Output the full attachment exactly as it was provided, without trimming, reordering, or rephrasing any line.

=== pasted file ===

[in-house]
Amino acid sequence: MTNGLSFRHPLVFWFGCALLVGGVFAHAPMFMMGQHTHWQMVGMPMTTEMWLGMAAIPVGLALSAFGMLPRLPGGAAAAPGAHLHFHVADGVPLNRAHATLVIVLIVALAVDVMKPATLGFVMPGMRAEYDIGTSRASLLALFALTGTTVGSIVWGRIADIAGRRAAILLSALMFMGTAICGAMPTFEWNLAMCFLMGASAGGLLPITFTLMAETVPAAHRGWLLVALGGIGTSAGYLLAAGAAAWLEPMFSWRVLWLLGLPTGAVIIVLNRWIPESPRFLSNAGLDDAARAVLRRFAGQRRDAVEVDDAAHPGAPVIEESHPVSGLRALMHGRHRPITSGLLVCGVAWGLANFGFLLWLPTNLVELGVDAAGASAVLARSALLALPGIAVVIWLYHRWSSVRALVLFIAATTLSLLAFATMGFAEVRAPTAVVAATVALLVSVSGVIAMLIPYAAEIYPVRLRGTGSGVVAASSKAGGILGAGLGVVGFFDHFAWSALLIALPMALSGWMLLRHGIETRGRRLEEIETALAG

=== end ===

[in-house]
Amino acid sequence: MTNGLSFRHPLVFWFGCALLVGGVFAHAPMFMMGQHTHWQMVGMPMTTEMWLGMAAIPVGLALSAFGMLPRLPGGAAAAPGAHLHFHVADGVPLNRAHATLVIVLIVALAVDVMKPATLGFVMPGMRAEYDIGTSRASLLALFALTGTTVGSIVWGRIADIAGRRAAILLSALMFMGTAICGAMPTFEWNLAMCFLMGASAGGLLPITFTLMAETVPAAHRGWLLVALGGIGTSAGYLLAAGAAAWLEPMFSWRVLWLLGLPTGAVIIVLNRWIPESPRFLSNAGLDDAARAVLRRFAGQRRDAVEVDDAAHPGAPVIEESHPVSGLRALMHGRHRPITSGLLVCGVAWGLANFGFLLWLPTNLVELGVDAAGASAVLARSALLALPGIAVVIWLYHRWSSVRALVLFIAATTLSLLAFATMGFAEVRAPTAVVAATVALLVSVSGVIAMLIPYAAEIYPVRLRGTGSGVVAASSKAGGILGAGLGVVGFFDHFAWSALLIALPMALSGWMLLRHGIETRGRRLEEIETALAG